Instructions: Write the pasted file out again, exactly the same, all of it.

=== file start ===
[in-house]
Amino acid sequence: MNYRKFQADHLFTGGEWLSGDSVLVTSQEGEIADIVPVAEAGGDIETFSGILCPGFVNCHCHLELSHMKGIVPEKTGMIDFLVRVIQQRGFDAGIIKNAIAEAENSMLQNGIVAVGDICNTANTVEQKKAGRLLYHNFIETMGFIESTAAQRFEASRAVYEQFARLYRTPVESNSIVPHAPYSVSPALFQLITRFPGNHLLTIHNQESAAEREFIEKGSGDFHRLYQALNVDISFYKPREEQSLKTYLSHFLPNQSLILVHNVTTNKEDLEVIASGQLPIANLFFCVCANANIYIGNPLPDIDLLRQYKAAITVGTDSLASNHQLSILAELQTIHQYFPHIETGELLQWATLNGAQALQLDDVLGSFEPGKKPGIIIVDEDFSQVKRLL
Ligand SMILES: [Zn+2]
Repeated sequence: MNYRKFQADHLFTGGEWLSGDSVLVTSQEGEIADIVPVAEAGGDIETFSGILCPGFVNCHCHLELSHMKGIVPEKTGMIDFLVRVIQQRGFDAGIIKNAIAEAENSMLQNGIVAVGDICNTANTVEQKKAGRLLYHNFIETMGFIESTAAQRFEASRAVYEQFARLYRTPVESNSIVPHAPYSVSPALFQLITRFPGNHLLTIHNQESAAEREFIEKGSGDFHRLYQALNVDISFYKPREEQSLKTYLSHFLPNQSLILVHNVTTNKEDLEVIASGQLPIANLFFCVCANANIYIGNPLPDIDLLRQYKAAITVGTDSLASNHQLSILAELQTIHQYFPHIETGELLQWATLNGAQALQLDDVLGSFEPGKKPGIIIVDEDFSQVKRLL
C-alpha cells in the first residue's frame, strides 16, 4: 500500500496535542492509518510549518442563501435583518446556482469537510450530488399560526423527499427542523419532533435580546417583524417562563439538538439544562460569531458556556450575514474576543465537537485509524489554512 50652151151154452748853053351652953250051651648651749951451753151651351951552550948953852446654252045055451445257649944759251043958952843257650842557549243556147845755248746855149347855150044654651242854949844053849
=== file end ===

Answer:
[in-house]
Amino acid sequence: MNYRKFQADHLFTGGEWLSGDSVLVTSQEGEIADIVPVAEAGGDIETFSGILCPGFVNCHCHLELSHMKGIVPEKTGMIDFLVRVIQQRGFDAGIIKNAIAEAENSMLQNGIVAVGDICNTANTVEQKKAGRLLYHNFIETMGFIESTAAQRFEASRAVYEQFARLYRTPVESNSIVPHAPYSVSPALFQLITRFPGNHLLTIHNQESAAEREFIEKGSGDFHRLYQALNVDISFYKPREEQSLKTYLSHFLPNQSLILVHNVTTNKEDLEVIASGQLPIANLFFCVCANANIYIGNPLPDIDLLRQYKAAITVGTDSLASNHQLSILAELQTIHQYFPHIETGELLQWATLNGAQALQLDDVLGSFEPGKKPGIIIVDEDFSQVKRLL
Ligand SMILES: [Zn+2]
Repeated sequence: MNYRKFQADHLFTGGEWLSGDSVLVTSQEGEIADIVPVAEAGGDIETFSGILCPGFVNCHCHLELSHMKGIVPEKTGMIDFLVRVIQQRGFDAGIIKNAIAEAENSMLQNGIVAVGDICNTANTVEQKKAGRLLYHNFIETMGFIESTAAQRFEASRAVYEQFARLYRTPVESNSIVPHAPYSVSPALFQLITRFPGNHLLTIHNQESAAEREFIEKGSGDFHRLYQALNVDISFYKPREEQSLKTYLSHFLPNQSLILVHNVTTNKEDLEVIASGQLPIANLFFCVCANANIYIGNPLPDIDLLRQYKAAITVGTDSLASNHQLSILAELQTIHQYFPHIETGELLQWATLNGAQALQLDDVLGSFEPGKKPGIIIVDEDFSQVKRLL
C-alpha cells in the first residue's frame, strides 16, 4: 500500500496535542492509518510549518442563501435583518446556482469537510450530488399560526423527499427542523419532533435580546417583524417562563439538538439544562460569531458556556450575514474576543465537537485509524489554512 50652151151154452748853053351652953250051651648651749951451753151651351951552550948953852446654252045055451445257649944759251043958952843257650842557549243556147845755248746855149347855150044654651242854949844053849